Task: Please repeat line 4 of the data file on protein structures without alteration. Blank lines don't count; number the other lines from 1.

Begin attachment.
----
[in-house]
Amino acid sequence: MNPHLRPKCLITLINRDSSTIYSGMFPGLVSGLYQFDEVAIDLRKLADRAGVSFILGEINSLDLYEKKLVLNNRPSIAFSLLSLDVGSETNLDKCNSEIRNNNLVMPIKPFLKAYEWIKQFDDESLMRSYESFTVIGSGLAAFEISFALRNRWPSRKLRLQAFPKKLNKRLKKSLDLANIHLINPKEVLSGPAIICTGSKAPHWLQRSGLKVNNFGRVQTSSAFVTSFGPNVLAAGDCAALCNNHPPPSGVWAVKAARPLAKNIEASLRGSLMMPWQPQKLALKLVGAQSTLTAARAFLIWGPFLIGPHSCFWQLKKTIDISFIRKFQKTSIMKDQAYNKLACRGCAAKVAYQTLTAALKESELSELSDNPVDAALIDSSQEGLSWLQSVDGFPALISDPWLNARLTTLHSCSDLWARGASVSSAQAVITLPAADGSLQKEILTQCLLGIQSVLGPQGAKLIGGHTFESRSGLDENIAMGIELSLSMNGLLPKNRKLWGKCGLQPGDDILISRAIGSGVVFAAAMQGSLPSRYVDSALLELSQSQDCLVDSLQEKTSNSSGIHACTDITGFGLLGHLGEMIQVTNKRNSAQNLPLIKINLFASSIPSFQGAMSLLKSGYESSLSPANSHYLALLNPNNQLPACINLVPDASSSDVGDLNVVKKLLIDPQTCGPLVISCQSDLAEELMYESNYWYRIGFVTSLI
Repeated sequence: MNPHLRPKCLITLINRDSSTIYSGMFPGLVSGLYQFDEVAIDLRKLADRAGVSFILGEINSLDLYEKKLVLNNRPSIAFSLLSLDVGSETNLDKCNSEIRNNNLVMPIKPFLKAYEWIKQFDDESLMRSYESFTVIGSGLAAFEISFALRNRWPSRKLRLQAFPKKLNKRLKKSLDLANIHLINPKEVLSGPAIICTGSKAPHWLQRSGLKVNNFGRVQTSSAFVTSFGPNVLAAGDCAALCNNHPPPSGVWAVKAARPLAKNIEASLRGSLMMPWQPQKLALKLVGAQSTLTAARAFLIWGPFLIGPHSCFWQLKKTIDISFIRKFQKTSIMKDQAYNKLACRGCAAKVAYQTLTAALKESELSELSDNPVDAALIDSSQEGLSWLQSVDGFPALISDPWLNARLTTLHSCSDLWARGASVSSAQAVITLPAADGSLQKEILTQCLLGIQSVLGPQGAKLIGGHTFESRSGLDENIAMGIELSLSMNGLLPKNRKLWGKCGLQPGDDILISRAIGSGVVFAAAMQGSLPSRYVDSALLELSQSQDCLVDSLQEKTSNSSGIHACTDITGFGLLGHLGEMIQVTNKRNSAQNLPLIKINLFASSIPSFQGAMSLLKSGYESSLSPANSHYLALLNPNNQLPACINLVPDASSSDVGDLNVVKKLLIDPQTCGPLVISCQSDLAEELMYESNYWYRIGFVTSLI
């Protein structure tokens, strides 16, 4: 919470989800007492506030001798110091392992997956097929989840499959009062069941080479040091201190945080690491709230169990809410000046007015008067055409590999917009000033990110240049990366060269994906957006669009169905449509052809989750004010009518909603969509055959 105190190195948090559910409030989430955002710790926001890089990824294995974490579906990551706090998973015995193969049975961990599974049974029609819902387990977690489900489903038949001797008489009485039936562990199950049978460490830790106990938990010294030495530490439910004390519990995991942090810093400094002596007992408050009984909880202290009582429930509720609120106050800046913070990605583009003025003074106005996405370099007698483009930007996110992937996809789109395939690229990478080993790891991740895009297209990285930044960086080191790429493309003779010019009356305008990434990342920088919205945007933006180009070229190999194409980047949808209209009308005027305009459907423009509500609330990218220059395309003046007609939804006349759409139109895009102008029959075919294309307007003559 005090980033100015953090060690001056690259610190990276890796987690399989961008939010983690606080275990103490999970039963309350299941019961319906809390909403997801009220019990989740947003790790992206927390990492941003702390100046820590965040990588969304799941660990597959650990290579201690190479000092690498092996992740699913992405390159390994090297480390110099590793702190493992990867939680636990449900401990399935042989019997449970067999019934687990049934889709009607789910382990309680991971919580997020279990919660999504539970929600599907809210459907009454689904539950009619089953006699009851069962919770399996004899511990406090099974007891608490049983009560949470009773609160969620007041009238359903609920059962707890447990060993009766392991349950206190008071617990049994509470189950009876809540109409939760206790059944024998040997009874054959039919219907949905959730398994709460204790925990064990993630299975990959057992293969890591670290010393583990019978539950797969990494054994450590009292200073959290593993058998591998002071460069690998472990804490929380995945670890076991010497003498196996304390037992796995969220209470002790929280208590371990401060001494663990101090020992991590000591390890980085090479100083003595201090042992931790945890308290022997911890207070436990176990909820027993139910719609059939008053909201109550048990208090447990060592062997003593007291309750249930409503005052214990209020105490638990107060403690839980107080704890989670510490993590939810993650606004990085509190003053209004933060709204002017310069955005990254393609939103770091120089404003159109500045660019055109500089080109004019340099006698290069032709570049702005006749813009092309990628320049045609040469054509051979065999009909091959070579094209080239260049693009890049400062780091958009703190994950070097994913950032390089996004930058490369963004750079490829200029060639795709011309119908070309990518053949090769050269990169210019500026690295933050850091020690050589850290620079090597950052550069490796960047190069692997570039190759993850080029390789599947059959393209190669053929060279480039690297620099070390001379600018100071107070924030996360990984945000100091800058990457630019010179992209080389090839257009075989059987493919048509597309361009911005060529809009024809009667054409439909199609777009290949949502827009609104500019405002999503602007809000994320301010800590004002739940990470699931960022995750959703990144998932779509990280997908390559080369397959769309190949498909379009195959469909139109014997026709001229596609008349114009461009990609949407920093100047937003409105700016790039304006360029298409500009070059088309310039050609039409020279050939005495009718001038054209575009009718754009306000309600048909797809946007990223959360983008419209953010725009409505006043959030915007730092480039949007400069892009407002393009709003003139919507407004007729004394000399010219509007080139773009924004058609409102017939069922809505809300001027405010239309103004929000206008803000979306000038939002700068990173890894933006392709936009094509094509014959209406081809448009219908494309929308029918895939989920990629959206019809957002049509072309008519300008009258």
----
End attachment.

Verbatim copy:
């Protein structure tokens, strides 16, 4: 919470989800007492506030001798110091392992997956097929989840499959009062069941080479040091201190945080690491709230169990809410000046007015008067055409590999917009000033990110240049990366060269994906957006669009169905449509052809989750004010009518909603969509055959 105190190195948090559910409030989430955002710790926001890089990824294995974490579906990551706090998973015995193969049975961990599974049974029609819902387990977690489900489903038949001797008489009485039936562990199950049978460490830790106990938990010294030495530490439910004390519990995991942090810093400094002596007992408050009984909880202290009582429930509720609120106050800046913070990605583009003025003074106005996405370099007698483009930007996110992937996809789109395939690229990478080993790891991740895009297209990285930044960086080191790429493309003779010019009356305008990434990342920088919205945007933006180009070229190999194409980047949808209209009308005027305009459907423009509500609330990218220059395309003046007609939804006349759409139109895009102008029959075919294309307007003559 005090980033100015953090060690001056690259610190990276890796987690399989961008939010983690606080275990103490999970039963309350299941019961319906809390909403997801009220019990989740947003790790992206927390990492941003702390100046820590965040990588969304799941660990597959650990290579201690190479000092690498092996992740699913992405390159390994090297480390110099590793702190493992990867939680636990449900401990399935042989019997449970067999019934687990049934889709009607789910382990309680991971919580997020279990919660999504539970929600599907809210459907009454689904539950009619089953006699009851069962919770399996004899511990406090099974007891608490049983009560949470009773609160969620007041009238359903609920059962707890447990060993009766392991349950206190008071617990049994509470189950009876809540109409939760206790059944024998040997009874054959039919219907949905959730398994709460204790925990064990993630299975990959057992293969890591670290010393583990019978539950797969990494054994450590009292200073959290593993058998591998002071460069690998472990804490929380995945670890076991010497003498196996304390037992796995969220209470002790929280208590371990401060001494663990101090020992991590000591390890980085090479100083003595201090042992931790945890308290022997911890207070436990176990909820027993139910719609059939008053909201109550048990208090447990060592062997003593007291309750249930409503005052214990209020105490638990107060403690839980107080704890989670510490993590939810993650606004990085509190003053209004933060709204002017310069955005990254393609939103770091120089404003159109500045660019055109500089080109004019340099006698290069032709570049702005006749813009092309990628320049045609040469054509051979065999009909091959070579094209080239260049693009890049400062780091958009703190994950070097994913950032390089996004930058490369963004750079490829200029060639795709011309119908070309990518053949090769050269990169210019500026690295933050850091020690050589850290620079090597950052550069490796960047190069692997570039190759993850080029390789599947059959393209190669053929060279480039690297620099070390001379600018100071107070924030996360990984945000100091800058990457630019010179992209080389090839257009075989059987493919048509597309361009911005060529809009024809009667054409439909199609777009290949949502827009609104500019405002999503602007809000994320301010800590004002739940990470699931960022995750959703990144998932779509990280997908390559080369397959769309190949498909379009195959469909139109014997026709001229596609008349114009461009990609949407920093100047937003409105700016790039304006360029298409500009070059088309310039050609039409020279050939005495009718001038054209575009009718754009306000309600048909797809946007990223959360983008419209953010725009409505006043959030915007730092480039949007400069892009407002393009709003003139919507407004007729004394000399010219509007080139773009924004058609409102017939069922809505809300001027405010239309103004929000206008803000979306000038939002700068990173890894933006392709936009094509094509014959209406081809448009219908494309929308029918895939989920990629959206019809957002049509072309008519300008009258």